Do you know a citizen or group that deserves a shout out? We’re looking to celebrate successes, big and small, online and in every issue of the KDFN newsletter. Get in touch with our communications team by calling 867-334-2012 or emailing firstname.lastname@example.org
Through a partnership between KDFN and the Yukon Native Language Centre, four KDFN citizens are on a work study program where they’re paid to learn their language.
Michelle Charlie, Cory Holway and Kathleen Dawson are learning Southern Tutchone. Kitana Sterriah is learning Northern Tutchone.
We can’t wait to see how you use this knowledge in the future!
Health care heroes
In December 2021 and January 2022, KDFN’s health and wellness team offered three vaccine clinics for citizens, members of their
households and employees.
A big thank you to all of the health care staff and everybody working hard to get Yukoners vaccinated, and thanks to everyone doing their part to keep themselves and others safe.
Young artists at work
You may have noticed some flashy new artwork on the KDFN holiday greeting cards this year. The young creative minds at Dusk’a Head Start Family Learning Centre let us use their designs for the cards.
There were nine different artworks in total.
Great job, kids!!
And the winner is…
KDFN’s Youth Rec team put on a contest for the National Day for Truth and Reconciliation (a.k.a Orange Shirt Day), and Jayden sent in the winning submission! We had his entry printed on orange hoodies for him and his family.
Way to go Jayden!
As part of the Finding Peace project, a statue of a woman playing a drum was installed on the Whitehorse waterfront at Rotary Park in September. It’s intended to raise awareness of the ongoing issue of Missing and Murdered Indigenous Women and Girls in the Yukon and northern British Columbia, and honour the victims and their families.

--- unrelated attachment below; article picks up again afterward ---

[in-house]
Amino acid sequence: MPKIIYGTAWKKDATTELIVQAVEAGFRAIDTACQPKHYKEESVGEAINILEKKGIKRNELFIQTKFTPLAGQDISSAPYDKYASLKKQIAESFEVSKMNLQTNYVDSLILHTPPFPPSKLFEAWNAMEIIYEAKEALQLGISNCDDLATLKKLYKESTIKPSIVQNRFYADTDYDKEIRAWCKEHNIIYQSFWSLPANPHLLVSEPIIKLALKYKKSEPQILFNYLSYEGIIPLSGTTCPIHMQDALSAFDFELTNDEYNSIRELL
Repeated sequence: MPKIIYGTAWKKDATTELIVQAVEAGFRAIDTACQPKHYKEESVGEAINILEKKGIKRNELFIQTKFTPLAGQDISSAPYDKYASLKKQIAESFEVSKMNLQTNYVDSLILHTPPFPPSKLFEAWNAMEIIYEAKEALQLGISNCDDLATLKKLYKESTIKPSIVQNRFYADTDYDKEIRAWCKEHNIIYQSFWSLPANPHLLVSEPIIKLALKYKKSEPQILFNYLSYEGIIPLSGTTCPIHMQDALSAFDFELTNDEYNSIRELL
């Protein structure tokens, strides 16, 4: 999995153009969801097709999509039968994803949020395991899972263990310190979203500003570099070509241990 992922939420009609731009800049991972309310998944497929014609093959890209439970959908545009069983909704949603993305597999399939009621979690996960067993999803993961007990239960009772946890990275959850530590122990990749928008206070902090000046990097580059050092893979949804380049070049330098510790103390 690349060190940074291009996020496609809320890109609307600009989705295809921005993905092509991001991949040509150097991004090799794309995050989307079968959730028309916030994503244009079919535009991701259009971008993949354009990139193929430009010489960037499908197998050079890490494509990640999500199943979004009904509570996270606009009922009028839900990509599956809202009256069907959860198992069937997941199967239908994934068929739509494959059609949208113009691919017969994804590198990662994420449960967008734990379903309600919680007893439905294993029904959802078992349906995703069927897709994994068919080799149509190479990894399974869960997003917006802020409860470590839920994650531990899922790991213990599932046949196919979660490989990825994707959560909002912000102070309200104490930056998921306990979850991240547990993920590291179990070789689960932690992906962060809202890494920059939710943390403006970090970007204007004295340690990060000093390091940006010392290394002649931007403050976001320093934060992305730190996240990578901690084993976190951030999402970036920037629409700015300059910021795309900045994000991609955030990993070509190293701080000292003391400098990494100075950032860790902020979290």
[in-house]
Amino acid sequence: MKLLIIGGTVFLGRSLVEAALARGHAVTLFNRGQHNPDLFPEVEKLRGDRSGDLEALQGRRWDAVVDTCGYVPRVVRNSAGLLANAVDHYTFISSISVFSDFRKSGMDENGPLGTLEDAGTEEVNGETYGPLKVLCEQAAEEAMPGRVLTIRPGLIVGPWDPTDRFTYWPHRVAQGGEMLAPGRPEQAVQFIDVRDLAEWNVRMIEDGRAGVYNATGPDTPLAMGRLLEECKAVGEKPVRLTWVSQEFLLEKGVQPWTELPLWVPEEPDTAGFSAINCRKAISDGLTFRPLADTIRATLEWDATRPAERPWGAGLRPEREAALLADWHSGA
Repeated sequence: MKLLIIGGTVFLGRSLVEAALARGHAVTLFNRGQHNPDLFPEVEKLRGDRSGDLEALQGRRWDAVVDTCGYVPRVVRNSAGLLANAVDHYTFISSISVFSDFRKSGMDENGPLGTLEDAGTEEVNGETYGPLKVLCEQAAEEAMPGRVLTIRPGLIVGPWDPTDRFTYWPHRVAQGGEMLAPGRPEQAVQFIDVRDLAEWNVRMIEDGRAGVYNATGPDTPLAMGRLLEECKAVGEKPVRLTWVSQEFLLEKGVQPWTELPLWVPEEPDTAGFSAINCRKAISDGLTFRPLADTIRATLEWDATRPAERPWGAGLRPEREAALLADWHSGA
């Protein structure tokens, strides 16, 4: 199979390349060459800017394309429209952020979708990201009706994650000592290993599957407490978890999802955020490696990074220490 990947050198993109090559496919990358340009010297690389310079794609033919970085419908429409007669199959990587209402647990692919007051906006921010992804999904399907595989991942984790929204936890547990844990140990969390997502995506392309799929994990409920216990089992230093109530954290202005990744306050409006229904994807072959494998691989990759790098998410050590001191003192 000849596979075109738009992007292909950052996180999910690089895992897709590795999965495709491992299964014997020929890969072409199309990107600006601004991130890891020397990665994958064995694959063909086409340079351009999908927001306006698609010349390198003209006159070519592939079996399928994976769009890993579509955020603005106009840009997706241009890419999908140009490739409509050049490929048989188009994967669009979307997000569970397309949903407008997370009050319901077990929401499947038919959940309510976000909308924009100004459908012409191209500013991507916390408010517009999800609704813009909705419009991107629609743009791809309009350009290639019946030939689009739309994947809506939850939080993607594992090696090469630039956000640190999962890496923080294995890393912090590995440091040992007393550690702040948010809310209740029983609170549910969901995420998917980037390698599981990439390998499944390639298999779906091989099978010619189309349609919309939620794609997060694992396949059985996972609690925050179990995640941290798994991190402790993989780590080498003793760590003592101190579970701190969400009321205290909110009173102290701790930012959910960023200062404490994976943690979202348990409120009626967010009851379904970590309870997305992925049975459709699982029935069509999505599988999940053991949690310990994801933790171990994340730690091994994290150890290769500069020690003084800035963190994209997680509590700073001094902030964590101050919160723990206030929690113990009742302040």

The project was driven by families who had lost loved ones, in partnership with the Whitehorse Aboriginal Women’s Circle, the Liard Aboriginal Women’s Society, KDFN, Teslin Tlingit Council, City of Whitehorse and the Yukon government.
“To no longer stay out of sight and out of mind. This monument is for the mothers, the aunties, the sisters, the daughters, and the friends that we have lost. Each had their own goals, dreams, and experiences. Each had contributions to make to our world. We remember them. We honour their lives. And we raise awareness with the public and the people we love, so no more women and girls will be lost.”
-Chief Doris Bill at the statue unveiling
Welcoming a new Whitehorse City Council…
In November, KDFN representatives were invited to the new Whitehorse City Council’s swearing-in ceremony. Sean Smith and Elder Dianne Smith offered a prayer, Ray Sydney drummed and Elder Judy Gingell welcomed in the new mayor and councillors.
Whitehorse Council meets on Monday evenings. Elections take place every three years.